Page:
the penalty phase within a system of death
I cannot think of a single case where the death penalty is warranted because I think the death penalty is inherently wrong in every sense.
Our United States has a system of Justice that we claim is the best in the world, and I believe it is when we allow it to work. If it is not allowed to work, as in the O.J. Simpson murder trial, then it behaves as a United States system of Judgment because justice is not served, passions are.
In the O.J. Simpson murder trial, fear of racism was served via jurors who had fame on their minds.
Clearly O.J. committed the heinous murders of the handsome Ronald Goldman and OJ’s lovely ex-wife, Nicole Brown Simpson.
For the jury, following the evidence in that case should have been so simple and yet much of the “evidence” was supplanted with exterior issues such as a racist cop writing a screen play about other racist cops; gloves that wouldn’t fit due to OJ having plastic gloves on underneath; and by all kinds of extraneous issues related to sometimes outrageous testimony and colorful courtroom characters.
All of these superfluous items took the jurors eyes off the prize and we never got to a penalty phase, though there surely should have been one.
I will never forget the look on Kim Goldman’s face when the jury read the verdict in that case. I felt so badly for her and her family. It was as if the jury had murdered her right then and there. It was as if death was pronounced on the family of the victims. Well, it was a death sentence of sorts to the families of both victims.
“What if this happens in the Anthony case?”, I often hear people say. Well, chances are it will not. That is if Judge Perry continues on his straight and narrow path that is today focused full steam ahead.
As required in Florida death penalty cases, the Defense is preparing to put on witnesses for a penalty phase, which comes directly after a verdict is decided.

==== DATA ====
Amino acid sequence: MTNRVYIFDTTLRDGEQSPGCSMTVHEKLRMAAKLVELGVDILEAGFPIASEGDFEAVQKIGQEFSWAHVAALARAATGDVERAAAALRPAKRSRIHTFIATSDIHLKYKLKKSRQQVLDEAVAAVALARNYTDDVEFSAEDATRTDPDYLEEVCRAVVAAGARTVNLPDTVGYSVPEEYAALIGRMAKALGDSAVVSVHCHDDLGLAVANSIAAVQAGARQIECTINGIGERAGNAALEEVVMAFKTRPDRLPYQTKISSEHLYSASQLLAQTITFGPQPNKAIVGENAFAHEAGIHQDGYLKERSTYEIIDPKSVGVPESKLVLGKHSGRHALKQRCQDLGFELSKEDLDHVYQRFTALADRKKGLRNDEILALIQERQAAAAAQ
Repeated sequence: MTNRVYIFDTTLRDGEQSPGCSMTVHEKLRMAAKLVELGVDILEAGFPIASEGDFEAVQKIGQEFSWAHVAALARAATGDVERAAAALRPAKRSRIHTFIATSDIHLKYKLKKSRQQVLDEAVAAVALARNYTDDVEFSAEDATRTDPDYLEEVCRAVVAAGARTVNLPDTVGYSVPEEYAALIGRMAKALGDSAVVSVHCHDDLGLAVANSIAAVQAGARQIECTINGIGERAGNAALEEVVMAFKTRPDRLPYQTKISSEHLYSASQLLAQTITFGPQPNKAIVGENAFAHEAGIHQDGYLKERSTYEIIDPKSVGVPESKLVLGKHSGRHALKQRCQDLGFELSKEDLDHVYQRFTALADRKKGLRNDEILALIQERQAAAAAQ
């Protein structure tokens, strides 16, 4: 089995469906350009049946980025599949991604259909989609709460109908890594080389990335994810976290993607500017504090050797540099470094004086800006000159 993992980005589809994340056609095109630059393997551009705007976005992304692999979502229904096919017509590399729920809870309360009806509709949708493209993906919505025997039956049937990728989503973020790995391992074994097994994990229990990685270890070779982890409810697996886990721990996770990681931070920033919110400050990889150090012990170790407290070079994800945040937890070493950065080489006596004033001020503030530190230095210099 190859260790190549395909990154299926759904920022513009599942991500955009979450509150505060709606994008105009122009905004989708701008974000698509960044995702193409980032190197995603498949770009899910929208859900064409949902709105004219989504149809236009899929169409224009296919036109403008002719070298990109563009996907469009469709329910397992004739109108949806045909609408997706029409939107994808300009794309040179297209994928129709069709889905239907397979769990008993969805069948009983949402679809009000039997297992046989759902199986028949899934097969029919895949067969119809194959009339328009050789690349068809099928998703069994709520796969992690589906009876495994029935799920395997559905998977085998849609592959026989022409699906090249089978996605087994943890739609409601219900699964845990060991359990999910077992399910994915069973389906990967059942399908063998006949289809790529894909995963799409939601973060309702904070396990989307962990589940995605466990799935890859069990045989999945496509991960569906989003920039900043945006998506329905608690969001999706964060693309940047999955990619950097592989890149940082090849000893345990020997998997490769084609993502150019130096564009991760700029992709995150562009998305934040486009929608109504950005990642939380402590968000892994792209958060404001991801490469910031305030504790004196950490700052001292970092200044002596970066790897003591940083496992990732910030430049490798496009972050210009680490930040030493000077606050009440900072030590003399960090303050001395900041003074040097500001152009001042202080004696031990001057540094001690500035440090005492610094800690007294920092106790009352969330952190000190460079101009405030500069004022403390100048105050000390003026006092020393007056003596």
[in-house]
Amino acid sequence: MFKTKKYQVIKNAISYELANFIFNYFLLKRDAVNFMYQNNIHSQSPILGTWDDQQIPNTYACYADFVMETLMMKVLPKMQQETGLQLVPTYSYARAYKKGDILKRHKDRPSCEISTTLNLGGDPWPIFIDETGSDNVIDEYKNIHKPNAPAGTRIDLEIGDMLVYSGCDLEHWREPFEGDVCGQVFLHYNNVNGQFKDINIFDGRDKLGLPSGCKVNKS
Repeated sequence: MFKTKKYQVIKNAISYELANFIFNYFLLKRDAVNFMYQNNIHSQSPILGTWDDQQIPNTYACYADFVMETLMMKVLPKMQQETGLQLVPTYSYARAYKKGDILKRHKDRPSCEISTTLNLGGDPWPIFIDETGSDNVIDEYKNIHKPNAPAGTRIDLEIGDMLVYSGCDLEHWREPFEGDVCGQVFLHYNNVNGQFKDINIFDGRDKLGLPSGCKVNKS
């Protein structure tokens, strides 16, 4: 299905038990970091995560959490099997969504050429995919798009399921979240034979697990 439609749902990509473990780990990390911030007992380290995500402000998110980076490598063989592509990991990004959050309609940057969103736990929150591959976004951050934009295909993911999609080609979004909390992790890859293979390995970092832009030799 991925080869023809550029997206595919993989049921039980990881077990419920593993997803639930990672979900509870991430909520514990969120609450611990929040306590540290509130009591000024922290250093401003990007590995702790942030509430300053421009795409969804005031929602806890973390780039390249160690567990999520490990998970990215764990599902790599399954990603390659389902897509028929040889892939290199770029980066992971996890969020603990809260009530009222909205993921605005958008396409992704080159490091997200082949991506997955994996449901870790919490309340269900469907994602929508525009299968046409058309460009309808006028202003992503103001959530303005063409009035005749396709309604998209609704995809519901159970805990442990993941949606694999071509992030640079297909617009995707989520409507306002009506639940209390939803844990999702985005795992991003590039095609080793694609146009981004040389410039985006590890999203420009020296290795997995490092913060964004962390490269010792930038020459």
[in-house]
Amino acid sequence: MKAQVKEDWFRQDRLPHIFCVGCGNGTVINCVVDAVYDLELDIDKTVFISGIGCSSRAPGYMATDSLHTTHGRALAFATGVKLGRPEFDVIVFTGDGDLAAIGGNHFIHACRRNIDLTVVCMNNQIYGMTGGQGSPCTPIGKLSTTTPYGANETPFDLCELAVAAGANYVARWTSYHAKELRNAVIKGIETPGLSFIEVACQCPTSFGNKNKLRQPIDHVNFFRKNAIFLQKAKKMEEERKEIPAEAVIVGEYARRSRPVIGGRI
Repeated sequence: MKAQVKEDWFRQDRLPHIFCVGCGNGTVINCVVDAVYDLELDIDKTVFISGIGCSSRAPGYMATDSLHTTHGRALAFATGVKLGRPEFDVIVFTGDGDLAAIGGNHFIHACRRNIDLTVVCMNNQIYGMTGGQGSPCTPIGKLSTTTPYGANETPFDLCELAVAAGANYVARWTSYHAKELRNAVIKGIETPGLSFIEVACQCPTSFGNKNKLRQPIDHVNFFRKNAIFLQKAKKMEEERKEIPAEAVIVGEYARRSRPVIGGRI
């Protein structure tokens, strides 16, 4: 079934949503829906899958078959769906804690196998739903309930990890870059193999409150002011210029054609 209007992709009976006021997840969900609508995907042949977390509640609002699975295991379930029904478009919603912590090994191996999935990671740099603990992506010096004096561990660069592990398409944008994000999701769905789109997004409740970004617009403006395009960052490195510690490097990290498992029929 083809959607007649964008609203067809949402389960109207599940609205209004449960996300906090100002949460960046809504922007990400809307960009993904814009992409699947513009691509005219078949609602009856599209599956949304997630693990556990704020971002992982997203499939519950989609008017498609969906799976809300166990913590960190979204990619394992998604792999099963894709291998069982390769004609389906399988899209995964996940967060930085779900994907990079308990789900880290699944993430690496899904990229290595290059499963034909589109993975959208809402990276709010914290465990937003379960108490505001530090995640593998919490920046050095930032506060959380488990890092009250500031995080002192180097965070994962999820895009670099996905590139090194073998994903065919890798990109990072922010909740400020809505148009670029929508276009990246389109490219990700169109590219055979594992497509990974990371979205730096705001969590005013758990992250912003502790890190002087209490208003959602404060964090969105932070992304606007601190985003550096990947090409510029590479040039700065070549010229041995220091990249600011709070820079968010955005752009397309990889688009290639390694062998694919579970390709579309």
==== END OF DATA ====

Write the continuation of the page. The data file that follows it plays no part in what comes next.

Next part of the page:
According to news reports, the Anthony defense has until the end of this month (Tuesday) to outline its witnesses for this phase. But, very recently the defense filed a motion requesting its penalty phase witnesses be sealed due to fear of reprisal, stalking, harassment, etc., should the witnesses names be known.
I won’t be popular for saying this, but I hope the defense wins at least a gag order on this one. I want Casey Anthony to be able to fight the death penalty with all the gusto her team can muster!
Now, I don’t believe that witnesses will be harassed or bothered to the extreme, like the motion supposes, but anything could happen with this case, and anything usually does!
Anthony penalty phase attorney, Ann Finnell, recently filed this motion to seal penalty phase witnesses and discovery, stating if the Judge cannot grant this motion, they would like a hearing on the matter. Furthermore, Attorney Finnell argues, should the evidentiary hearing on this matter be unsuccessful, the witness list should not be made known until such time as the penalty phase of the trial begins.
The main thrust of this argument is the negative media “spin” on the case with regards to the defense of Casey Anthony – that it would scare away potential witnesses from wanting to testify. There is some truth to this argument, in my opinion. However, the problem here is how to balance the people’s right to know the names (on the witness list), with the rights of someone potentially sentenced to die, having been convicted of capital murder? And then, there is also the question of the individual witnesses rights, I would think. (Perhaps witnesses are not protected – I am not quite sure.)
I think this raises some tough issues and will be a delicate one to decide. If I were to wager on this one, I’d say that Judge Perry will err on the side of the people’s right to know and will release the names of the witnesses. But, I do hope he is able to apply a gag order. I think that would be a fair solution…. So says Judge Andrea!
This motion, plus a prosecution motion about defense spending, will take center stage on Monday, November 29, 2010, at 1:00 pm.